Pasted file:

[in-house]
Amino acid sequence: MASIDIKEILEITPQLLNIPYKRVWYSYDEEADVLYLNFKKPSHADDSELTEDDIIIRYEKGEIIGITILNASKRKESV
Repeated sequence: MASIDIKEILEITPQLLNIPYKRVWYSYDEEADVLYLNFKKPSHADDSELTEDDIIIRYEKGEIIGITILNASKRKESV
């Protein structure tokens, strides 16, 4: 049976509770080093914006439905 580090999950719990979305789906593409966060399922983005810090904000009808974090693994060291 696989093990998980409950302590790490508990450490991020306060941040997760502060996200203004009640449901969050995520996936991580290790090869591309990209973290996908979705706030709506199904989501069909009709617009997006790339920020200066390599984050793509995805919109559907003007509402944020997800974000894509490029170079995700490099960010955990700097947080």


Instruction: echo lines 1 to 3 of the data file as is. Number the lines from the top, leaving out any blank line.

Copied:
[in-house]
Amino acid sequence: MASIDIKEILEITPQLLNIPYKRVWYSYDEEADVLYLNFKKPSHADDSELTEDDIIIRYEKGEIIGITILNASKRKESV
Repeated sequence: MASIDIKEILEITPQLLNIPYKRVWYSYDEEADVLYLNFKKPSHADDSELTEDDIIIRYEKGEIIGITILNASKRKESV